By Paolo Valpolini
Speaking at the AUSA Global Force Next, the virtual meeting organised by the Association of the United States Army on March 16 to 18, Mr. Robert Strider Deputy Director, Army Hypersonic Project Office Deputy for Hypersonics within the US Army Rapid Capability Critical Technologies Office based in Huntsville, Alabama, announced that the battery selected to receive the first iteration of the Army Long Range Hypersonic Weapon (LRHW) have received the first training canisters.
“One of the highest priority modernisation areas that the Department of Defense is pursuing to ensure our continuous battlefield dominance, is hypersonic. A hypersonic system provides a combination of speed, range, manoeuvrability, and enables highly survivable long range rapid conventional strikes against time critical, heavily defended, high value targets in the A2/AD arena,” he explained in his introductory notes as speaker in the panel titled “Field Artillery Modernization: Rapid and Efficient”, which saw among speakers Brigadier GeneralJohn L. Rafferty Jr., the Director, Long Range Precision Fires Cross Functional Team, part of the US Army Futures Command
It is since 1988, with the withdrawal of the Pershing II missile system, that the Army doesn’t have a weapon allowing it to hit at operational-strategic ranges. The Pershing II was a nuclear-capable weapon with a range of around 1,800 km that was deployed in Europe in the early 1980s to counter the deployment of missiles with ranges of over 4,000 km by the Soviet Union, and was then withdrawn in late 1988 following the entry into force of the Intermediate-Range Nuclear Forces (INF) Treaty in May that same year, the US having withdrawn from the INF treaty in August 2019.
Key elements of the LRHW are being developed in partnership with the Navy, the two services systems using the same Common Hypersonic Glide Body (C-HGB) that will be fitted to both in the Army LRHW and the Navy Conventional Prompt Strike (CPS) weapon system.
Looking at the Army side of the joint programme, Mr. Strider stated that “we are going to delivery the first prototype battery equipment to soldiers to ensure they are prepared, trained and resourced to execute the mission with this transformational capability.” For security reasons the Army is not revealing at this time the specific unit or location receiving the hypersonic capability. “We delivered the first training canisters early this month,” he said, which marked the start of the build-up of the new capability, “and these will be followed by the launchers and a battery operations centre by the end of September this year, so we are moving at a very rapid pace,” he added. The battery will be made of four transporter-erector-launchers, each one hosting two weapons; the launcher is installed on a modified M870 trailer, towed by an M983A4 8×8 tractor. The missiles will receive the firing data from the Battery Operations Center, fitted with the Advanced Field Artillery Tactical Data System 7.0 which is being used in the LRHW Block 1 iteration. The designated battery will receive in late September all system components, with the exception of live rounds, the operational canisters containing the 876 mm diameter missile fitted with the conical shape C-HGB, the weapon reaching a speed in excess of Mach 5. “The intent of delivering this equipment to the battery as soon as possible is to ensure the soldiers can start training and become familiar with the operating system, and also participate in future tests,” Bob Strider said, adding “with this preparation, when the equipment fielding is finished in FY23, the battery will be fully operational to execute its mission.” The LRHW is developed by a team led by Lockheed Martin, most of the work being carried out at the LM Space in Huntsville, Alabama.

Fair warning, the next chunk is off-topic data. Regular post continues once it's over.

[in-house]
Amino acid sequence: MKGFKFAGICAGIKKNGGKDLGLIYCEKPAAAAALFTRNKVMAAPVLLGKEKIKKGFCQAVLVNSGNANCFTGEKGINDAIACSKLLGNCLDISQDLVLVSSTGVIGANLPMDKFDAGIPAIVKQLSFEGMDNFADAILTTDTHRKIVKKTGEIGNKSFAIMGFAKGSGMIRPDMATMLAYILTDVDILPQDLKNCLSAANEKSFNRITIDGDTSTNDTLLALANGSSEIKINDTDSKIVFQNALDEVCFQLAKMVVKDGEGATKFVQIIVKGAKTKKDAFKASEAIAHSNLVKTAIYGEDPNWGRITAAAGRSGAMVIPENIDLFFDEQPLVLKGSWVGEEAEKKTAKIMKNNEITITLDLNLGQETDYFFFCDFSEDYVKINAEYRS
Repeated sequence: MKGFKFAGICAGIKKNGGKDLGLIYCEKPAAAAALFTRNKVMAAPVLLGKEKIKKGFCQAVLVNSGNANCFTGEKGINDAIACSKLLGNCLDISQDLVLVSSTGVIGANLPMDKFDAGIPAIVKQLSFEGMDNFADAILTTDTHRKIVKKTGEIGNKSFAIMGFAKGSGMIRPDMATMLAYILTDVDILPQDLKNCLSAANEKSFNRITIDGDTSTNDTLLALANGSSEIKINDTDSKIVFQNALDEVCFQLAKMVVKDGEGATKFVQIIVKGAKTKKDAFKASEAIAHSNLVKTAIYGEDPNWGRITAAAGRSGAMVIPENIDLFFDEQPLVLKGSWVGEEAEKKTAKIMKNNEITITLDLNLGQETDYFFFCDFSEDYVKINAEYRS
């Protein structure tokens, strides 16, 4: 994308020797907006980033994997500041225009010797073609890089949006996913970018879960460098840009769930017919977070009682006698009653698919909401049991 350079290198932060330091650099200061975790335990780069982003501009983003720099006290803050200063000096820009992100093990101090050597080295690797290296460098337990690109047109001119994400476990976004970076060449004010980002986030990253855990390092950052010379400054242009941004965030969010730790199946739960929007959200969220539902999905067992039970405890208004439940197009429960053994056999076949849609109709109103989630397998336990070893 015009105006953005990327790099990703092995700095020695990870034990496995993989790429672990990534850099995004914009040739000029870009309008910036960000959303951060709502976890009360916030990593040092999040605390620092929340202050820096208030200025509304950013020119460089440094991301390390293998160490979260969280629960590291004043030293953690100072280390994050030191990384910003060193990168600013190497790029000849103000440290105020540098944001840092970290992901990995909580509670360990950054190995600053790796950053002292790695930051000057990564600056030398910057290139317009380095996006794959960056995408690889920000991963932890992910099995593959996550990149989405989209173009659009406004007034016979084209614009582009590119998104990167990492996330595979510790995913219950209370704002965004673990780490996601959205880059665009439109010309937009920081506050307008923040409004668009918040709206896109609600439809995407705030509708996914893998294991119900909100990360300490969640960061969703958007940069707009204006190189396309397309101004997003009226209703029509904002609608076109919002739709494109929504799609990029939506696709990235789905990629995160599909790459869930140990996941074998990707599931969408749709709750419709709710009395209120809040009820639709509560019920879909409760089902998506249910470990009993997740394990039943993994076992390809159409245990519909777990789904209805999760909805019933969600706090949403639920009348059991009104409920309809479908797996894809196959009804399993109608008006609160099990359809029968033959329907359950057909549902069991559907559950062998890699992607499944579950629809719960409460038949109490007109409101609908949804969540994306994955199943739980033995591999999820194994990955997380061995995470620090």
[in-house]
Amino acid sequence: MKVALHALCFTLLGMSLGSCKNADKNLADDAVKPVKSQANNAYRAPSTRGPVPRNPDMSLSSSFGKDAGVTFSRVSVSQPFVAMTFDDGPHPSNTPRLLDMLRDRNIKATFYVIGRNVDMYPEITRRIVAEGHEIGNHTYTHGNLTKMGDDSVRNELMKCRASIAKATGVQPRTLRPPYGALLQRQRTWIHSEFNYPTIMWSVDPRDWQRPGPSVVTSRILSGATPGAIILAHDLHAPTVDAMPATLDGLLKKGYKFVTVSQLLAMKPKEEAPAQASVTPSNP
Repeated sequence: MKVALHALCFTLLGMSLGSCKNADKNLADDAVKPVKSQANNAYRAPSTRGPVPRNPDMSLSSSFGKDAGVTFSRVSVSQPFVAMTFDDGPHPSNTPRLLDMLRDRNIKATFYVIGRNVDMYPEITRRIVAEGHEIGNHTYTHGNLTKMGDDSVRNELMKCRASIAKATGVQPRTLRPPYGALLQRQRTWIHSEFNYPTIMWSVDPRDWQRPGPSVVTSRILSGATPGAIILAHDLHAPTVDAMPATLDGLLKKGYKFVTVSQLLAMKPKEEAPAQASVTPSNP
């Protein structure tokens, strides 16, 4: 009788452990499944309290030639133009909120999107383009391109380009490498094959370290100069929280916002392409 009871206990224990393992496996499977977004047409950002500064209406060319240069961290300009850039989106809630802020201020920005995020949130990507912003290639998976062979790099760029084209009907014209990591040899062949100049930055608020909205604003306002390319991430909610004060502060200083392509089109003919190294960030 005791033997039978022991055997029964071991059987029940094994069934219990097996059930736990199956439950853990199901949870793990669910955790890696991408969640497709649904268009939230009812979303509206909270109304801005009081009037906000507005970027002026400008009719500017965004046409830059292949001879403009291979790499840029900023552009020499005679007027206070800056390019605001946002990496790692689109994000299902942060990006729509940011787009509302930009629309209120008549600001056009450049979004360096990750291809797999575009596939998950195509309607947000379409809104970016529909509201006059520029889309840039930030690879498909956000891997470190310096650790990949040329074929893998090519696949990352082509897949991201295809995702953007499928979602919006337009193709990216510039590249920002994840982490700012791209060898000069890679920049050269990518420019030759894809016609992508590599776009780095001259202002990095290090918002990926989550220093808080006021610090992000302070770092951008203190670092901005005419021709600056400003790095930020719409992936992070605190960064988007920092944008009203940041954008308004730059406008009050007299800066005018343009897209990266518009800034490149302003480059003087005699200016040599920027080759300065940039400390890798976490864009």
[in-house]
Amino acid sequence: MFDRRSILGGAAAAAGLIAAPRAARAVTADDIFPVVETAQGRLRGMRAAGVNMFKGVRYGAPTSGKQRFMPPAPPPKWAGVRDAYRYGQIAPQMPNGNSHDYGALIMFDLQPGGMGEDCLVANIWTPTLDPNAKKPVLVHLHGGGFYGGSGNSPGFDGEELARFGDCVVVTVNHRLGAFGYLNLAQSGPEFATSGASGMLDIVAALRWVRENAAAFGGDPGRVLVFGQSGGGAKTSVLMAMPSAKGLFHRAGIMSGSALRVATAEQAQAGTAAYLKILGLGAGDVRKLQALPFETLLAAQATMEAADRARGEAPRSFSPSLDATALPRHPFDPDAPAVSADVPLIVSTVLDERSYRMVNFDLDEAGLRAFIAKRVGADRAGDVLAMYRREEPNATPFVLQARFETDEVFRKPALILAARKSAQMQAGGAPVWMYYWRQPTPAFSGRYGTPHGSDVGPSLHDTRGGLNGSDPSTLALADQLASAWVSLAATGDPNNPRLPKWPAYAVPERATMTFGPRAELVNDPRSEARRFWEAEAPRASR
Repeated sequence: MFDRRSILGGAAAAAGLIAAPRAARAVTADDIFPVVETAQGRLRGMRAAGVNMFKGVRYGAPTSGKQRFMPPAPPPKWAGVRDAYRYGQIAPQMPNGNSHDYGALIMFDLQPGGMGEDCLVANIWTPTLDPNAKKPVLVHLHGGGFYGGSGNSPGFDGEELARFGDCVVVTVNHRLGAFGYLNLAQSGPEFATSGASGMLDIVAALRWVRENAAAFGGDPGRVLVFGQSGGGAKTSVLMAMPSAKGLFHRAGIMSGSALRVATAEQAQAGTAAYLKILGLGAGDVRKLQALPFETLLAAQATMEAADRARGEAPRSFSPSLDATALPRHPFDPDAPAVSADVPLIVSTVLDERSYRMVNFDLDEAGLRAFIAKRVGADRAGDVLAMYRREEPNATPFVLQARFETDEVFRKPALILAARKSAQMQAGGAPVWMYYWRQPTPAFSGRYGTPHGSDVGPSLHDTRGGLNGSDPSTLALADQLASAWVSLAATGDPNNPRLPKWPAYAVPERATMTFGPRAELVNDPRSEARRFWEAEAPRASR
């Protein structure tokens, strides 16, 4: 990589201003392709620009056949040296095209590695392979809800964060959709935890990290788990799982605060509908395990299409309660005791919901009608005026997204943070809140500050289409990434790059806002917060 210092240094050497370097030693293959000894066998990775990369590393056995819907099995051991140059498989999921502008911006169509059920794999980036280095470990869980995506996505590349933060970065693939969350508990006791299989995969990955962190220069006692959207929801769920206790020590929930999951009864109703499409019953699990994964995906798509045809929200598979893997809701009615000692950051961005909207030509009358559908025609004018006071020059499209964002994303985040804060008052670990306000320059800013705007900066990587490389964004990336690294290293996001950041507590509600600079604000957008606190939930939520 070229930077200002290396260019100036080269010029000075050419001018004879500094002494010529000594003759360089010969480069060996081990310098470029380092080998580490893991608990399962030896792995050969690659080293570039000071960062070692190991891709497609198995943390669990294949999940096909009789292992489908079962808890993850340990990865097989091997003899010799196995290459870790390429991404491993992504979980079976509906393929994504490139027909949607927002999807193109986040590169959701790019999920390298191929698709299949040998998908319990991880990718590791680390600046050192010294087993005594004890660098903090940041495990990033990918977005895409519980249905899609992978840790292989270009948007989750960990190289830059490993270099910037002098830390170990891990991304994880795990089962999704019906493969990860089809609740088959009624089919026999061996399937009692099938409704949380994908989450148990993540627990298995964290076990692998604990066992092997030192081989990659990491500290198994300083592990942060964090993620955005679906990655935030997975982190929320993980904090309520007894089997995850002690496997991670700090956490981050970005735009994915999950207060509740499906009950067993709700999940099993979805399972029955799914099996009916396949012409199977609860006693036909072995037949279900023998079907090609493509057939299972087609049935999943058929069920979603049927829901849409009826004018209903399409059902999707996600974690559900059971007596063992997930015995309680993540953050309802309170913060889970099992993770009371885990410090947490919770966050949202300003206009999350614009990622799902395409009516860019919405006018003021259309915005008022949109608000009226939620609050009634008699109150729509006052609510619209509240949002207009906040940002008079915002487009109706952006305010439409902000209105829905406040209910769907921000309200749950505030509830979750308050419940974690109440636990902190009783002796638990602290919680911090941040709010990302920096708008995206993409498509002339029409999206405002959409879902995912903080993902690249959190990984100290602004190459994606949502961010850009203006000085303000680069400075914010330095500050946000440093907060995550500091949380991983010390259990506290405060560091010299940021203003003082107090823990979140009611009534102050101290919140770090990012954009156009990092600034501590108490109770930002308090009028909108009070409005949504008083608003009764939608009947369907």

The delivery of the aforementioned items to the Army unit earmarked to become the LRHW test element makes 2021 a key year for the Army hypersonic programme, this year also seeing the prosecution of the joint hypersonic testing with the Navy, aimed at the characterisation of the common glide body and the booster stage. “The LRHW project is on track to complete and deliver a land-based weapon system, realising components common with the Navy, and to provide a fully road mobile, C-17 transportable battery by the end of FY23. We will flight test the configuration that the Army will get later this year, so we are excited and ready to see this capability in the hands of the warfighter,” the Deputy Director, Army Hypersonic Project Office concluded.
Images courtesy Lockheed Martin and US Army